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What I Learned from the Miskito People of Nicaragua

“Some of our elders died of broken hearts, far from their homes,” said Dionysio Brown, Miskito leader and cultural expert. He was speaking of the forced relocation of his people from their homes along the Rio Coco to inland communities by the Nicaraguan government in the 70s, during Nicaragua’s conflict between the ruling sandinistas and the US-backed contras . We were standing in his dimly lit, one-room museum on his Indigenous Miskito culture, among the dictionaries, Bible translation, postcards, and Miskito clothing that represent his life’s work. Behind him on the wall was a professionally printed, 12 foot long banner commemorating a series of lectures he gave on Miskito culture at a local university. I felt that I was in the presence of greatness.

I couldn’t help but think of my friend and colleague Shannon, whose mother’s Sayisi Dene community was forcibly relocated by the Canadian government to Churchill, Manitoba, in the 50s. For both populations, the pain of forced relocation is still so fresh and the effects continue to reverberate through their communities.

Hendir beamed as he led us to a row of perfect pepper plants growing in holes cut in a bamboo stalk. Held a couple feet above the ground by wooden supports, his hydroponic bamboo system protected the plants from bugs and allowed for careful soil control. He had trained 10 women in this Miskito community to use the system, and it had caught on.

I thought of the creativity and ingenuity I have witnessed among Indigenous communities in Canada—A Tribe Called Red combining pow-wow music with modern DJ beats to create energizing music and create new expressions of their cultures; or Shannen Koostachin founding a movement to get a proper school building for her community of Attawapiskat so that her younger siblings wouldn’t have to study in frigid, rat-ridden portables on gas-contaminated land as she had.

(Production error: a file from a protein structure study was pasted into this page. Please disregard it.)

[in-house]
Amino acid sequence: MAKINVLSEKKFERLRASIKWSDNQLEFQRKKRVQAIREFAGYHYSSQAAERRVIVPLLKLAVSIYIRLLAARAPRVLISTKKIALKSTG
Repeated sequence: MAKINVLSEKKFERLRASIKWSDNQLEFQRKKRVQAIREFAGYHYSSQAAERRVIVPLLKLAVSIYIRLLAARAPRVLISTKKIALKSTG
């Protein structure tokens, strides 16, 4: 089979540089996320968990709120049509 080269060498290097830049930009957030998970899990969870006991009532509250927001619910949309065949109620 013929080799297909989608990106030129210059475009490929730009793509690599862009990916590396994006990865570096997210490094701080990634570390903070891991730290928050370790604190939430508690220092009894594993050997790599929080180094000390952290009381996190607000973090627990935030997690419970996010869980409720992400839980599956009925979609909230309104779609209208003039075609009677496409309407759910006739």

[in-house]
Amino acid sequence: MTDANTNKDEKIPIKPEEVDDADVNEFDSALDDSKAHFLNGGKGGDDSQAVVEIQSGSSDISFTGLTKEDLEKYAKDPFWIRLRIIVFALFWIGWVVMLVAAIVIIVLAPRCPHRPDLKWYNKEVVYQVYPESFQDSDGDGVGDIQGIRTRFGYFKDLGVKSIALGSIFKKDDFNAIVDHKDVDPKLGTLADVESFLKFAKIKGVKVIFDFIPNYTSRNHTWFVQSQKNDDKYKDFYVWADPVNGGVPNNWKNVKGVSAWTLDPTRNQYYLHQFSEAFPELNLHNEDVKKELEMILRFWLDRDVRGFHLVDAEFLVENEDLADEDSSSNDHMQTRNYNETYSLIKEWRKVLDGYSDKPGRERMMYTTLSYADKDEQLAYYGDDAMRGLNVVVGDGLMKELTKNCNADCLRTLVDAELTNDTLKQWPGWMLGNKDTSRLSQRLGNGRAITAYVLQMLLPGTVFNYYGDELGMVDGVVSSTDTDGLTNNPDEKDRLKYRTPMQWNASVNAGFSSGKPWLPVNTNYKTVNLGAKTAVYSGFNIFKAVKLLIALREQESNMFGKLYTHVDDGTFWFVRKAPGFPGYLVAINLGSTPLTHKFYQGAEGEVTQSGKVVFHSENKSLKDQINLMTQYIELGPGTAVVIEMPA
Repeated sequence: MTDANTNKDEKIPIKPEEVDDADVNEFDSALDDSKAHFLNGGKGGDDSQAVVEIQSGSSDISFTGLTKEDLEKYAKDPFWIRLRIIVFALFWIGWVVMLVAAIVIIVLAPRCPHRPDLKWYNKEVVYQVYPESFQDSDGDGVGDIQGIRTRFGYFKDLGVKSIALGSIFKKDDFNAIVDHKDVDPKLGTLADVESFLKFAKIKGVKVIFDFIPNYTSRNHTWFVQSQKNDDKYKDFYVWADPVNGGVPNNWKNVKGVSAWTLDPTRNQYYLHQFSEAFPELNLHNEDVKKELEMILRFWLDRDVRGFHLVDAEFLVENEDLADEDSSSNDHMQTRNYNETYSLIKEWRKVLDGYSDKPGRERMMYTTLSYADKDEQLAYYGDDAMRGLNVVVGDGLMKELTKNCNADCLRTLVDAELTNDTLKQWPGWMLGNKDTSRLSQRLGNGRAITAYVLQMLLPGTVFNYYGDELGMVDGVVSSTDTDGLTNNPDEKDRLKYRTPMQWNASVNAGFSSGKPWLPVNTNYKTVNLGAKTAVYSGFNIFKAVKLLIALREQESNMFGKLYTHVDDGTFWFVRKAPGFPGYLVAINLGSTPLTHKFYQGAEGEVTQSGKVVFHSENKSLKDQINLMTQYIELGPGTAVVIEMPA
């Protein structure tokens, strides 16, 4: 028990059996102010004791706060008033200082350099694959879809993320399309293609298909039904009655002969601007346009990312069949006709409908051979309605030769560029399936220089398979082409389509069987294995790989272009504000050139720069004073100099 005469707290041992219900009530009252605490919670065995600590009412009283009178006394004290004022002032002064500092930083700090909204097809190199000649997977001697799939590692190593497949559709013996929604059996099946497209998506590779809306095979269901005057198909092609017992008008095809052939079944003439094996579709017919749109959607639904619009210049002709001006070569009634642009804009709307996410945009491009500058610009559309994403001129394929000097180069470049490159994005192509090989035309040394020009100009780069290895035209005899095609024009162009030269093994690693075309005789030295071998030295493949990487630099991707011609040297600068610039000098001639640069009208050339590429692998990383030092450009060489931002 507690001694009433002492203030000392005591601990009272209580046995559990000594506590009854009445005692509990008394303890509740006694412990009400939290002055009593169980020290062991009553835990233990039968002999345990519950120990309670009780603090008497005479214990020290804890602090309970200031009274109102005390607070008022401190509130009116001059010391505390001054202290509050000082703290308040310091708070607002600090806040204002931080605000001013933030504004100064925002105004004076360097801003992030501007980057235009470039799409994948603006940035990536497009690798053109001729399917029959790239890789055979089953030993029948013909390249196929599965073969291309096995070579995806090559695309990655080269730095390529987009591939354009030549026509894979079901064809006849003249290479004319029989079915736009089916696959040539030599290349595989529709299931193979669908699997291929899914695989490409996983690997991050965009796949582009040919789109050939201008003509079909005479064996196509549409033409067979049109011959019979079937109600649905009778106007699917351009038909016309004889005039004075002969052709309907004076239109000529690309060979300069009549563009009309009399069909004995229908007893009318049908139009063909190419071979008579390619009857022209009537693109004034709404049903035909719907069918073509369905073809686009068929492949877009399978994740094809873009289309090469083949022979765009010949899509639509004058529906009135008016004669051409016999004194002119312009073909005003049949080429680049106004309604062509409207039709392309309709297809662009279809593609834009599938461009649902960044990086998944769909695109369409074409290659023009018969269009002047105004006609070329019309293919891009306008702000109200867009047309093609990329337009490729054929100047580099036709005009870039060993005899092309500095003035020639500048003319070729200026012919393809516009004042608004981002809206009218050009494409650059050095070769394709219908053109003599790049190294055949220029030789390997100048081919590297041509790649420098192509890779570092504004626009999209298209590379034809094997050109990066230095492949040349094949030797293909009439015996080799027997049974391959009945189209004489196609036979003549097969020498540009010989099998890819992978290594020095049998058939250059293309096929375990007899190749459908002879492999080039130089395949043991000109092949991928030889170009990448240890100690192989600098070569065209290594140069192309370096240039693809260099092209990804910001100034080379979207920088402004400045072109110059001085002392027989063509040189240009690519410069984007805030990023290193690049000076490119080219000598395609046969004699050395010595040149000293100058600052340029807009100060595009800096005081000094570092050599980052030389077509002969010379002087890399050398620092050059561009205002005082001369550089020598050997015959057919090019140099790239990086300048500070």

Though these Indigenous communities are separated by thousands of kilometres and are living very different stories, the similarities between their experiences were not hard to find. Disruption of culture and family structures. Amazing resilience and capacity. Marginalization. Passionate commitment to the preservation of their languages and ancestral lands.

Ryan Geleynse of world renew and I spent the last week on a long canoe-like boat, motoring through the rainforest of north-east Nicaragua to visit remote communities of the Miskito people, the largest Indigenous group in Nicaragua. World Renew has been working in these communities for many years with their local partner, Accion Medica, to help these communities re-adapt their farming practices to their environment after the massive upheaval and trauma of the civil war. I was sent there by the Centre for Public Dialogue and the Canadian Aboriginal Ministry Committee to learn about the experiences of Indigenous communities in Nicaragua and to dream about ways that we could work together to stand together for Indigenous rights in both countries.

Though the similarities are not hard to draw, in some ways Nicaragua is so far beyond Canada and the United States on Indigenous rights. Indigenous communities are able to make some of their own choices about their governance, educational systems, and land use in the two eastern regions of the country where they make up the majority of the population. Teachers in Indigenous schools must speak both Spanish and the dominant Indigenous language of the area in which they teach. Efforts are underway to reform the educational curricula to more adequately reflect Indigenous priorities and perspectives. Laws are in place to allow traditional doctors to pratice their craft and to protect the forests that are the source of their medicines.